We youngsters roamed the woods behind our homes, caught crawdads in creeks, gathered sacks of black walnuts and snacked on blackberries from thorny drooping stalks on the sunny fencerows separating woodlots from farmers’ fields.

If you enjoyed some of these same experiences, you were lucky indeed.

Reading a recent blog on strengthening communities through school gardens by Michael Hatcher, founder and owner of Michael Hatcher & Associates in Memphis, Tennessee, took me back decades. It caused me to pause and muse at just how fortunate many of us were (not that we realized it at the time) growing up with nature and greenery all around us.

Children living in many of our neighborhoods are not as fortunate. In our fast-food, 32-ounce soda world, texting and digital gaming seem to have replaced the joy of exploring nature, helping to plant or tend a garden or even playing outdoors. Is it any wonder that childhood obesity is one of our nation’s most pernicious but largely ignored health crisis?

We green industry pros can help reverse that, even if it is just one small but significant project at a time.

One such organization making this happen is Project Evergreen. This well-established national green industry organization has undertaken dozens of such projects over the past 20 years. Another younger program with similar aims is Come Alive Outside. Hatcher alerted me to this worthwhile program via his recent blog.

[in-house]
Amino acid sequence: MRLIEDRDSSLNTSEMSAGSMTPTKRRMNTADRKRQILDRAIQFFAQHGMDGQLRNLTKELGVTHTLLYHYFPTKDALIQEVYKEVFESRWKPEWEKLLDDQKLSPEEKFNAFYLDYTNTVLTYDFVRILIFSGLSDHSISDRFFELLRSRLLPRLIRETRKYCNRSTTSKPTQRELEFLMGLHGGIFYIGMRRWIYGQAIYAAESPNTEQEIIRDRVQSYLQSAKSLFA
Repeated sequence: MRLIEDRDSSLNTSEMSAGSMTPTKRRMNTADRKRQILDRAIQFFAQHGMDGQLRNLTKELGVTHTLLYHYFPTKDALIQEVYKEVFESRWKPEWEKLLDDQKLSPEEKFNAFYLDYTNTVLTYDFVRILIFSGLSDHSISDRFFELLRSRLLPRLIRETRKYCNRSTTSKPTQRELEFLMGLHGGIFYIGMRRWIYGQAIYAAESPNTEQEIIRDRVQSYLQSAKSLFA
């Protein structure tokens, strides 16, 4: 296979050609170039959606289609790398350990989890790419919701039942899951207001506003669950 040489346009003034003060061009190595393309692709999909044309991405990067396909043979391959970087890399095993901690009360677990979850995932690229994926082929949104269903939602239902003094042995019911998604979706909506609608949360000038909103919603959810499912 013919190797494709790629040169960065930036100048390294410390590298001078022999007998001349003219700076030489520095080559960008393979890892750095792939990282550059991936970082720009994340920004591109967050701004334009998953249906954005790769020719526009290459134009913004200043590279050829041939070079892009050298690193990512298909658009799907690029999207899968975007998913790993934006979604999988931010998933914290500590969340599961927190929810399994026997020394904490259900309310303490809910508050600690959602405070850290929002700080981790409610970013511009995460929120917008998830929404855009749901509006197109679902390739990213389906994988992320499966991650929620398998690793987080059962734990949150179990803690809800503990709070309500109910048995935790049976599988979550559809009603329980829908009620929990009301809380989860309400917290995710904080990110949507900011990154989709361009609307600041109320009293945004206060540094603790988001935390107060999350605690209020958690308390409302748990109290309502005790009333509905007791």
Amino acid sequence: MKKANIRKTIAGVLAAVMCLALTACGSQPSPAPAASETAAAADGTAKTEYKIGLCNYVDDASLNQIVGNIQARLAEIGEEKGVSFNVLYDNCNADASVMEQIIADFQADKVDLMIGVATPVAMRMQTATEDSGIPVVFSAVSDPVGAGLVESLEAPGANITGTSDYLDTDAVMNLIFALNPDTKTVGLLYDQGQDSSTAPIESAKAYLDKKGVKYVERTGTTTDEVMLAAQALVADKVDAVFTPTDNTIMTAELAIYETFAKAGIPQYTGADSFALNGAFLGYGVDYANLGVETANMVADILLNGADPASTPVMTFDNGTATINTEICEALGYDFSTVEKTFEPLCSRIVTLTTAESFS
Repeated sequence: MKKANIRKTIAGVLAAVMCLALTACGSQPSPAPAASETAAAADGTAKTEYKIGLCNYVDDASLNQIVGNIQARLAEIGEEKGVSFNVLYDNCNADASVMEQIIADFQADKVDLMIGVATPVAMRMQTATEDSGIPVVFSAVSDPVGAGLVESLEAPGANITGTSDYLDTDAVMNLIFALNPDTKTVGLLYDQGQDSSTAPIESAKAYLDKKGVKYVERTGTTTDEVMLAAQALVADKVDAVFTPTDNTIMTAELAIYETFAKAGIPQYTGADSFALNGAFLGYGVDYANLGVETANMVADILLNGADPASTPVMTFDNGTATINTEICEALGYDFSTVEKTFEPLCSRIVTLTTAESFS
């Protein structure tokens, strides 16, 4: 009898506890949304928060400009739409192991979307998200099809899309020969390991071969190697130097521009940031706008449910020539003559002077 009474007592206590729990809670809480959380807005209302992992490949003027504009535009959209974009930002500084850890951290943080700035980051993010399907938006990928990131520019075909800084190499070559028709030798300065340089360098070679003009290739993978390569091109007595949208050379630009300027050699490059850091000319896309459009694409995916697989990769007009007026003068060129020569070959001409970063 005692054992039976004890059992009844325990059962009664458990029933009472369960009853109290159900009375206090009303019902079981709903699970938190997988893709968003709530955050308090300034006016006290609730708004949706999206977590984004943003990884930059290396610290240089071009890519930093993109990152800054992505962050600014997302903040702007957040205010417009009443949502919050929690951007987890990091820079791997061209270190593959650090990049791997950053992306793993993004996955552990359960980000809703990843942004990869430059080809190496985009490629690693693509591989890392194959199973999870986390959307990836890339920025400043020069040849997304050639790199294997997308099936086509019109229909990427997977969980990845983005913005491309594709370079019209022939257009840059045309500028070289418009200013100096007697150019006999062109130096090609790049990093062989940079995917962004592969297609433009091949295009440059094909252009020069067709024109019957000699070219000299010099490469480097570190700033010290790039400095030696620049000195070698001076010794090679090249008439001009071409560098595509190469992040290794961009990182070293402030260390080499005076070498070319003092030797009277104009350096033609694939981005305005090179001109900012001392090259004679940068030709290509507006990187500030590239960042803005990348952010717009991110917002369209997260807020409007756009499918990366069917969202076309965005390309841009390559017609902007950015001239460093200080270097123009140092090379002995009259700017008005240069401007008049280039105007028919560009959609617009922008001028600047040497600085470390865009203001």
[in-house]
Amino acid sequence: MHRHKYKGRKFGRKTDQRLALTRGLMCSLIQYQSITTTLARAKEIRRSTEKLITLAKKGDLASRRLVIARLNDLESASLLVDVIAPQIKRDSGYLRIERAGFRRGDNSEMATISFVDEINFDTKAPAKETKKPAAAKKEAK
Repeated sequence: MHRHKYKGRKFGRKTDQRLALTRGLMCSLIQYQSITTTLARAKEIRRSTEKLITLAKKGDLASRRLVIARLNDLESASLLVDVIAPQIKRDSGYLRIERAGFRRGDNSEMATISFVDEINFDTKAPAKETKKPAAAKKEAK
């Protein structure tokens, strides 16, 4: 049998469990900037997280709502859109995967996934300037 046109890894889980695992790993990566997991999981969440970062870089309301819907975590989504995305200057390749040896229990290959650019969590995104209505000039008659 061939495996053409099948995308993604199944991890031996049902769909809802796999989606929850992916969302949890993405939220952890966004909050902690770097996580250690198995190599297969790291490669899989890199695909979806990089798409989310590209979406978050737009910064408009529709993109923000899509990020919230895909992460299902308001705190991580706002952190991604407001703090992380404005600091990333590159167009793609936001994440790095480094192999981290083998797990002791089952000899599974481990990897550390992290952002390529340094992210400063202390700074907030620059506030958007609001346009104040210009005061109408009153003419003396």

You weren’t aware of Come Alive Outside? Briefly, here are some details of the program.

Come Alive Outside is a 501c3 nonprofit organization whose primary goal is to get young people off their backsides, away from their phones and tablets – even for a small time – and outside and active again – be it gardening, playing, exploring, indeed any positive outdoor activity.

Come Alive Outside has two main components: the Design Challenge and the Green Street Challenge.

The program’s website describes it as such: “Come Alive Outside Design Challenge creates the opportunity for college, high school, elementary and preschool students to work together with landscape professionals to design and build engaging outdoor learning environments at schools and childcare facilities.”

Hatcher and his team, partnering with The Kitchen Community (another non-profit), hosted the 2015-2016 Come Alive Outside Design Challenge in Memphis, Tennessee. The company worked with top college landscape architecture and landscape management students from several universities and colleges in the Mid-South to design a “learning garden” at Memphis Catholic Middle and High School. Students and teachers at the school provided input into the project, as well. Hatcher’s company completed the school landscape installation in the summer of 2016, and plans to install more learning gardens at schools in its Memphis-area market.

The Green Street Challenge, the other leg of the Come Alive Outside platform, seeks support in laying down sod and creating temporary parks and play areas on prominent streets in communities across North America. The program is expanding to 10 communities in Ontario and 10 communities in the United States in 2017.

Come Alive Outside is a huge win for participating companies, sponsors ­and the green industry as a whole. Go to their website to learn more about this relatively new program and check out its goals and the work it does, including Hatcher’s Memphis school project.